Suffice it to say that it’s been an interesting past year and a half for Houston-based Landry’s Restaurants Inc., which owns restaurants such as Landry’s, Rainforest Cafe, Charley’s Crab, The Chart House, and Saltgrass Steak House, as well as the Golden Nugget Hotel & Casino in Las Vegas and Laughlin, Nev.
The saga started in late July of 2007 when the company announced that it was delinquent in its regulatory filings with the SEC and that it was in need of refinancing over $400 million in debt in a rapidly deteriorating debt market.
Shortly thereafter, the company sued some of its bondholders for declaring the company in technical default under their bonds, but the company quickly settled that litigation on not particularly good terms.
A few months later, Landry’s announced in January 2008 that its CEO and major shareholder (39%), Tilman Fertitta, had made an offer to take the company private by buying the other 61% of the company’s stock for $23.50 share, which worked to be a $1.3 billion deal, including debt.
That offer seemed all well and good, particularly given that the proposed purchase price was a 40% premium over the $16.67 share price at the time of the offer.
Unfortunately, a spate of shareholder lawsuits followed Fertitta’s bid. By early March, 2008, it was apparent that Fertitta’s bid was so speculative that he hadn’t even lined up financing for it.
So, the following month, Fertitta lowered his offer to $21 per share because of "tighter credit markets", and Landry’s announced that it had accepted that price in June.
But by the fall, the financial crisis on Wall Street had roiled credit markets even further and Hurricane Ike caused considerable damage to several Landry’s properties. So, in October, Fertitta lowered his offer to $13.50 per share.
Then, on Monday of this week, the company announced that it was terminating the proposed deal with Fertitta. The company contended that the SEC was requiring the company to issue a proxy statement disclosing information about a confidential commitment letter from the lead lenders on the buyout deal. The company is negotiating with those same lenders to refinance the bond indebtedness that the company promised to refinance in connection with October, 2007 litigation settlement noted above. Inasmuch as the lenders’ commitment for financing Fertitta’s buyout required that the terms of the commitment remain confidential, the company elected to terminate the buyout deal rather than risk that the lenders would declare a default for breach of confidentiality and back out of the financing commitment for the buyout, as well as the negotiations on the refinancing of the bond indebtedness.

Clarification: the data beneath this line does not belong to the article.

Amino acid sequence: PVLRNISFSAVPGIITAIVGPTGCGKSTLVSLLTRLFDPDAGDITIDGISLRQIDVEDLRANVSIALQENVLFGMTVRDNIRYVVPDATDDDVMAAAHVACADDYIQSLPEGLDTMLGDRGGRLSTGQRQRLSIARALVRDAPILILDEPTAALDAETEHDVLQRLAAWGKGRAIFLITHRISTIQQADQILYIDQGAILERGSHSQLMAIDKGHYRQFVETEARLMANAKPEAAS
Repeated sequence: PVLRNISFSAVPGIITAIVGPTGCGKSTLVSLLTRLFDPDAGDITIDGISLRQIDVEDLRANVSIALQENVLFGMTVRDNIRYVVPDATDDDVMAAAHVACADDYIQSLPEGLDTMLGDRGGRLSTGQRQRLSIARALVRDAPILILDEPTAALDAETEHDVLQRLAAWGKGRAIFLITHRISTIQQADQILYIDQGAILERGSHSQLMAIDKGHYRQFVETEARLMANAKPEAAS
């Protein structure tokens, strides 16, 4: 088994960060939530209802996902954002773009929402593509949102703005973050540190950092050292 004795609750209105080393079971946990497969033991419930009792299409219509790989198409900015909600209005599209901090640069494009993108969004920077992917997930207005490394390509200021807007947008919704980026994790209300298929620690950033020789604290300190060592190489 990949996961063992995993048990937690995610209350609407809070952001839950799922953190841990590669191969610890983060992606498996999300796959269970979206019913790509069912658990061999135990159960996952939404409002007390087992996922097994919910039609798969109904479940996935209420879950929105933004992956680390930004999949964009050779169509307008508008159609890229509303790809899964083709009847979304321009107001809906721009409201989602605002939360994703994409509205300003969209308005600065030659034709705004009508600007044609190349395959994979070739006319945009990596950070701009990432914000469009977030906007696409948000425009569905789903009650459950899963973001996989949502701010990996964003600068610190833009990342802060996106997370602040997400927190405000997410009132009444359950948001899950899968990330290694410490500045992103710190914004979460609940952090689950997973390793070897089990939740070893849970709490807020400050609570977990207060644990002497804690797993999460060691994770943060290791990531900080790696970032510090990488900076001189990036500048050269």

Oh yeah, amidst all this, Landry’s stock closed at $6.54 per share today.
Meanwhile, what has Fertitta been doing while his take-private bids have languished and the company’s stock has plummeted to historic lows?
He has been buying more Landry’s stock. So much so that he now controls 56.7% of the company’s shares.
That’s right. Landry’s board failed to obtain a standstill agreement from Fertitta while his buyout offers were pending over the past year.
While Landry’s directors are checking on the amount of the company’s D&O policy, I wonder whether Landry’s lenders will follow through on the refinancing negotiations for the bond indebtedness in light of the market’s hammering of Landry’s share price?
If that refinancing doesn’t happen, then those bondholders who Landry’s sued back in August of 2007 will likely not be easy for the company to deal with.
In that case, maybe Fertitta’s additional purchases of Landry’s stock won’t look so smart after all.